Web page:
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Autumn is a busy time of the year planning and preparing for winter.
Making sure I have homegrown and wild food stored away and frozen to enjoy in winter are essential steps to self sufficient living.
Make the most of your homegrown vegetables and find the best methods to store and preserve them for winter. Freeze, pickling, store and make preserves are my main ways to be self sufficient with homegrown vegetables all year around.
You can read more about Preserving and storing food for winter here.
Autumn is my least favorite time of the year when it comes to the garden work. Most of my summer vegetable plants have stopped producing and died off or are about to.
In autumn I pull all the dead plants out and keep any seeds for replanting next season.
I planted more hearty greens in late summer which are producing in late-autumn and winter.
It’s great to have fresh greens again this late. I planted fast growing, hearty greens so they would be ready before it got to cold. I also cover the area with a frost cloth to keep the warmth in and the frost out. It works really well and provides a self sustaining garden that produces green vegetables all year around.
Fresh vegetables still growing in my garden in autumn are: lettuce, coriander, bok choi, wombok cabbage, kale, spinach, pumpkin and broccoli side shooter.
Storing and preserving
Preserving as much as I can in autumn and put my root vegetables in storage for winter is important for self-sufficient living.
It’s best to dig my root vegetables up before the ground gets too wet as they don’t store well if they are in wet ground when dug up.
I place the root vegetables in crates with newspaper on top and bottom. Don’t wash them or remove the dirt. I keep them in a dark cool place with good air circulation. They keep pretty well (a couple of months) especially the potatoes.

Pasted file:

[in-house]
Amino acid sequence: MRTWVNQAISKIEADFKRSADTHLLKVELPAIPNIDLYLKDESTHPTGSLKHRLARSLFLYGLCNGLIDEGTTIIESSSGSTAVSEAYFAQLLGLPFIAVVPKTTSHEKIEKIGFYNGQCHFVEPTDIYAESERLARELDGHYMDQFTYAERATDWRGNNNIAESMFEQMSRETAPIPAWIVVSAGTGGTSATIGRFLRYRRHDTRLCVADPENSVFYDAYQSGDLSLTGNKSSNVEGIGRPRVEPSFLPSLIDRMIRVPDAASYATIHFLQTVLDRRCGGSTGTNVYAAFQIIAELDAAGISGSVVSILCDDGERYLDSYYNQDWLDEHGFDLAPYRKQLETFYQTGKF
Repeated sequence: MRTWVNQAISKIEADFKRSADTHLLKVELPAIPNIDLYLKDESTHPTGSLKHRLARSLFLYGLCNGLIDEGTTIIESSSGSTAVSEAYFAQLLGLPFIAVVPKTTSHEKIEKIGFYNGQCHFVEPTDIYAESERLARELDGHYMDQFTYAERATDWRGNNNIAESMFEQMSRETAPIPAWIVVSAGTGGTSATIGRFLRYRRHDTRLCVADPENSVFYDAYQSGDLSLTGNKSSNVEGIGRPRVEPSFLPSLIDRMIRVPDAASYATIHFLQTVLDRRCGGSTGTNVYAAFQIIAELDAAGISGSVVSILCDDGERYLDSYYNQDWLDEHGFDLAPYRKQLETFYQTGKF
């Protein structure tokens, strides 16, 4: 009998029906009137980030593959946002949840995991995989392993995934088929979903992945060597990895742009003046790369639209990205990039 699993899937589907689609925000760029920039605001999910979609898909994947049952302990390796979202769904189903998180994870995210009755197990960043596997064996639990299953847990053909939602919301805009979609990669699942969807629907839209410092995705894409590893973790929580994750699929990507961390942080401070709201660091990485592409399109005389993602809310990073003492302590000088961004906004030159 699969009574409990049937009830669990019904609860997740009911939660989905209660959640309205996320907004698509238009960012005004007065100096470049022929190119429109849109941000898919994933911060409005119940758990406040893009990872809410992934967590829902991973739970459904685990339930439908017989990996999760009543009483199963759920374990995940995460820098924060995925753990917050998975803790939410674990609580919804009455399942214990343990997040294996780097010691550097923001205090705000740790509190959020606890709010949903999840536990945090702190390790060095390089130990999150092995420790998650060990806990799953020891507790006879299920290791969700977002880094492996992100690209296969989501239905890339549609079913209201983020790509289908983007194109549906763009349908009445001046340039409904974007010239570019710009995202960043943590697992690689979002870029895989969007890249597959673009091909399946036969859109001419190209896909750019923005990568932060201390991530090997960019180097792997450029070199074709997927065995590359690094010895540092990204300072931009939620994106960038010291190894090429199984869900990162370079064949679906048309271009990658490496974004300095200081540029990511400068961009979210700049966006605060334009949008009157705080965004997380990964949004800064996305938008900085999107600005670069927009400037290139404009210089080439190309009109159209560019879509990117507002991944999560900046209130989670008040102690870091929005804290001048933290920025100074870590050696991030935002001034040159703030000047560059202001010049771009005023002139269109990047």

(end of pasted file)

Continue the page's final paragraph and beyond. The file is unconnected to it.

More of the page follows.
If I notice they start to go soft and won’t keep well for much longer then I make batches of soup and freeze it.
Carrots can be blanched and frozen or made into hummus or chutney. Beetroot can be pickled. I try not to let anything go to waste. It’s a pretty busy time of the year.
Food crates like these are good for longtime storage of vegetables. They stack on top of each other and allow for great airflow
I pick fruits like apples and pears and preserve them. Either freeze them or make chutneys and jellies out of them.
I don’t have any fruit trees myself but a few of my friends do and they are happy for us to come and pick some. Apples and pears can be frozen very easily and then used in baking for the rest of the year.
They can be peeled and cut then frozen raw in freezer bags. I also make a lot of apple sauce and freeze it. The apple sauce is a great accompaniment for roast pork and I use it in baking too.
We also eat apple sauce for breakfast or afternoon snack. Just the sauce slightly warm in a bowl with milk or as a topping on yogurt or porridge.
There is a lot of wild apple trees around where we are. We can just stop on the side of the road and pick from them.
When the tomatoes has stopped ripening, I pick all the green tomatoes and make jam and chutney, which is an excellent accompaniment for cheese and roast meat.
I also make a green salsa with the green tomatoes if I have fresh coriander in the garden. Green salsa is something we use a lot of. Its a great table sauce for a BBQ.
Sometimes I just crumb the green tomatoes and fry them in butter and serve as a side vegetable with meat.
Autumn is the time of the year for wild mushrooms in the paddocks, garden and parks.
Field mushrooms mainly grow in the paddocks. They are best picked and cooked fresh.
Birch bolete mushrooms mainly grow in the garden and parks, I prefer to slice them thin, dry and store them in zip lock bags in the cupboard.
They store really well for at least one year if I dry them properly. Once dried they are easily added to soups, stews and sauces. I prefer the flavor and texture when dried first. The flavor tends to intensify and the texture are firmer.
That’s the only two wild mushrooms I pick in New Zealand. There are a few more edible ones but it’s the only two types that I feel confident to identify, and they are delicious to eat.
I have tried pine bollet before, a similar mushroom to the porcini (birch bollet) but I don’t like them as much and they don’t dry as well. (They have more moisture content in them).
Autumn is also an important time of the year with hunting.
It’s deer hunting season as well as duck hunting season so there is plenty of food around in Autumn.
See my hunting for food page.
Try my venison stew and venison schnitzel recipe. Or this roasted wild duck.
Read my tips and favorite ways to cook venison here
Check the links below for ways to be self sufficient in the other seasons. What I do and what they bring.
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